Most of you know that I am working on Why I don’t want to be a strong Christian: living the gospel in weakness.  Two months ago I gave the first 80 pages to some readers.  I haven’t written a word since. 

But I may pick it up again, and here’s why:  I was reading from the Book of Isaiah yesterday morning, ch. 22.   It is a ghastly chapter about God’s vindictive righteousness toward his own people… in the valley of vision (of all places).  In 22:17, he speaks of his people in the same way he has spoken about the nations from the first word of the book. 

A people of arrogance.  “Behold, the Lord will hurl you away violently, O you strong man.”

I wonder if the past 2 months have been for me the recognition that (though I claim to relate to God in my weakness, and though I constantly angle my gospel-preaching and teaching and counsel toward weakness) I, in reality, have been the condemnable strong man.   I have been the proverbial member of the people of God who finds arrogance in others… so I intentionally angle my ministry toward their latent weaknesses for the sake of gospel self-discovery.  But I failed to notice that I viewed myself as “too weak to be arrogant.”  I failed to realize that my transparent philosophy of ministry was about me the strong man helping others discover Christ in weakness.  No wonder I stopped writing.  No wonder my stomach has hurt due to stress (I have pretended I was strong enough to hold myself together, no matter what I said about weakness).

So yesterday the question was posed to me through Isaiah: 

Am I the strong man whom the Lord could hurl away (22:17) or am I the bruised reed who rests gently in Christ’s perfect grasp (42:2-3)? 

Obviously, I have been both.  I hate becoming weak and dependent (it requires addressing arrogance), but I like being here.  Yeah… that’s how I feel.  I don’t want to be a strong Christian.  I mean that today.

Tagged , , , , ,

resolving to rest and quit resolving

This new year, may our gospel-centered lives be evidenced by our RESTING in the finished work of Christ our Redeemer… which means recognizing our continual weakness and brokenness and need to be held by him who will not bruise even the weakest reed.  May THIS new year actually be about NEWNESS, as we seek to REST in our graciously given new-creation-identity, and not just RESOLVE to do more… to be stronger… to learn more… to be better.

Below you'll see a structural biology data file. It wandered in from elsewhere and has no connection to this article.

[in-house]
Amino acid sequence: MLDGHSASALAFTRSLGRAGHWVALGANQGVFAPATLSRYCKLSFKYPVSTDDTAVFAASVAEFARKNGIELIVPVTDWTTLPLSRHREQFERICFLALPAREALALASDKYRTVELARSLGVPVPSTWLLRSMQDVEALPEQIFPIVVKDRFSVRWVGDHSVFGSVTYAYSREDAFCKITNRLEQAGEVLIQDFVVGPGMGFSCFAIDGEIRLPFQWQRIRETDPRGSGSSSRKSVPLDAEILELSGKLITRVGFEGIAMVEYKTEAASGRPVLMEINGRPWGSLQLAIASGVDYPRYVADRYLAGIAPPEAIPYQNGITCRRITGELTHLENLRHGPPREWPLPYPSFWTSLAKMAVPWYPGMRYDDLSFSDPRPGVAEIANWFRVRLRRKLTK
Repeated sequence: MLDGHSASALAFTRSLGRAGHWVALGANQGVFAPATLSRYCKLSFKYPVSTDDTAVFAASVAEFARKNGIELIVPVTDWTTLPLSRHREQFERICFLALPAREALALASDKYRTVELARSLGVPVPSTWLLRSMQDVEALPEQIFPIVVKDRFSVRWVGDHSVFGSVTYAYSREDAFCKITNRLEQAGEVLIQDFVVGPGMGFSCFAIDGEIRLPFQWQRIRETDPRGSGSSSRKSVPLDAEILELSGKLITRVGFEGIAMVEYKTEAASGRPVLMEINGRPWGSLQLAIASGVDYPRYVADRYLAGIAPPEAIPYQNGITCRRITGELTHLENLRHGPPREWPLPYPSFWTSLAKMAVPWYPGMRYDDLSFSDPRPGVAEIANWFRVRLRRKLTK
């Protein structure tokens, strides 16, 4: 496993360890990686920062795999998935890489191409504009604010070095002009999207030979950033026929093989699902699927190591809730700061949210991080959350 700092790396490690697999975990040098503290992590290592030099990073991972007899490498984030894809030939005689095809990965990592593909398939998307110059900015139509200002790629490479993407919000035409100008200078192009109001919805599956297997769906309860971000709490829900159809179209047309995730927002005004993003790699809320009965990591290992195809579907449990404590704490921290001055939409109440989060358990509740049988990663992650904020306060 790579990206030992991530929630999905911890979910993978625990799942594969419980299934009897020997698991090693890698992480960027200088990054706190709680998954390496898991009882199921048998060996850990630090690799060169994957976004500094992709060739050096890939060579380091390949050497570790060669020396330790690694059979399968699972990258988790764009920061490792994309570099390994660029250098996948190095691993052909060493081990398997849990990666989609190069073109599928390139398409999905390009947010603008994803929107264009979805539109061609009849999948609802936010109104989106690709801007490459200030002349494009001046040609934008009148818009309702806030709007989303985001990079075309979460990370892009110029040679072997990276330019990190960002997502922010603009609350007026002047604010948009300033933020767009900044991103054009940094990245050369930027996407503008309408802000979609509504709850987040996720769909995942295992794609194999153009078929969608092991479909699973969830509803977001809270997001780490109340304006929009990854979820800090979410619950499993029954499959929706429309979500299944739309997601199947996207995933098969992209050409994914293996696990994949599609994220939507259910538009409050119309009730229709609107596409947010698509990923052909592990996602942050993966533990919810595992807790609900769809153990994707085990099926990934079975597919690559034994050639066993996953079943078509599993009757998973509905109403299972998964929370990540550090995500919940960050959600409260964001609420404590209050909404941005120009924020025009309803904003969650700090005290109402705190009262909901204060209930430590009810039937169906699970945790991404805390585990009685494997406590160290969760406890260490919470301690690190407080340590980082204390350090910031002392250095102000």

Yes, may we be vigorously attentive to our weaknesses and not our perceived and often deceived strengths, such that we might live more dependently (and very newly) on Christ.  

Make your resolutions if you must, but may the first resolution be to not resolve to find strength in anything other than the Strong One whom you and I can only see in his glorious fullness when we observe him through our weakness and need! 

May your new year be Christ-dependent and new and risky and secure as you resolve to REST on him alone and to quit resolving to be a better you (which subliminally often becomes resting in self-progress)!  Rather, resolve to rest on the perfect you through his righteousness and the gospel given to you last year, this year, and for eternity to come.

Grace.  Jim

Tagged , , , ,

Blue Like Jazz

I mean not to make this blog into “Book-Review Central”… I think the 3 books I have thrown at you recently are The Wounded Healer (Henri Nouwen), Metamorpha (Kyle Strobel), and The Bruised Reed (Puritan Richard Sibbes).  Well, surely some of you have read Donald Miller’s Blue Like Jazz – Nonreligious Thoughts on Christian Spirituality.  I started it yesterday and am 140 pages into it after only two sittings.